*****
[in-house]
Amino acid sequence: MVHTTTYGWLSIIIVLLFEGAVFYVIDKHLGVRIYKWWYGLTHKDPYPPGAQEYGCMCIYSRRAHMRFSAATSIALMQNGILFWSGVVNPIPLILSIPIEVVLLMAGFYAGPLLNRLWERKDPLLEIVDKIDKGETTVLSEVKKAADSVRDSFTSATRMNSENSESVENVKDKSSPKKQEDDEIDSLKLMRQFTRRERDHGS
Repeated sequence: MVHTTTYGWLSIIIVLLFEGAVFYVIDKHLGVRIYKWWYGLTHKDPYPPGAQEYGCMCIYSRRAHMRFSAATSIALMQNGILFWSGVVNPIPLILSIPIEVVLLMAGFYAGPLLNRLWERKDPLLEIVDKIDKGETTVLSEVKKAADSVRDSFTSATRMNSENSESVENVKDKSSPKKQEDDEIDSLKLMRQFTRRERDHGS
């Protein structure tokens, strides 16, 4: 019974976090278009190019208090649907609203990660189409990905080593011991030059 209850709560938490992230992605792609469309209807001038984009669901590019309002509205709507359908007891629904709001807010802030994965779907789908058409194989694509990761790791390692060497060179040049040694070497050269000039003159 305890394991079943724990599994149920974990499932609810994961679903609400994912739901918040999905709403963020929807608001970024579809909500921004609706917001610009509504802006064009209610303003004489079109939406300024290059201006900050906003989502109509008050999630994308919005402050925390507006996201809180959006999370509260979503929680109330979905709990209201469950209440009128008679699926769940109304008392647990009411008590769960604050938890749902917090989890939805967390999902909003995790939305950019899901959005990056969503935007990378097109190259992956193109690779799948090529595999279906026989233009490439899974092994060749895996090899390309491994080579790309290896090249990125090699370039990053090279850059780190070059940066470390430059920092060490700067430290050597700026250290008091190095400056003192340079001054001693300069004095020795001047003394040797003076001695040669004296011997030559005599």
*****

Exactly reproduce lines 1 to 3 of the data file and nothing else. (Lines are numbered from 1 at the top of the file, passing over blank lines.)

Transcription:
[in-house]
Amino acid sequence: MVHTTTYGWLSIIIVLLFEGAVFYVIDKHLGVRIYKWWYGLTHKDPYPPGAQEYGCMCIYSRRAHMRFSAATSIALMQNGILFWSGVVNPIPLILSIPIEVVLLMAGFYAGPLLNRLWERKDPLLEIVDKIDKGETTVLSEVKKAADSVRDSFTSATRMNSENSESVENVKDKSSPKKQEDDEIDSLKLMRQFTRRERDHGS
Repeated sequence: MVHTTTYGWLSIIIVLLFEGAVFYVIDKHLGVRIYKWWYGLTHKDPYPPGAQEYGCMCIYSRRAHMRFSAATSIALMQNGILFWSGVVNPIPLILSIPIEVVLLMAGFYAGPLLNRLWERKDPLLEIVDKIDKGETTVLSEVKKAADSVRDSFTSATRMNSENSESVENVKDKSSPKKQEDDEIDSLKLMRQFTRRERDHGS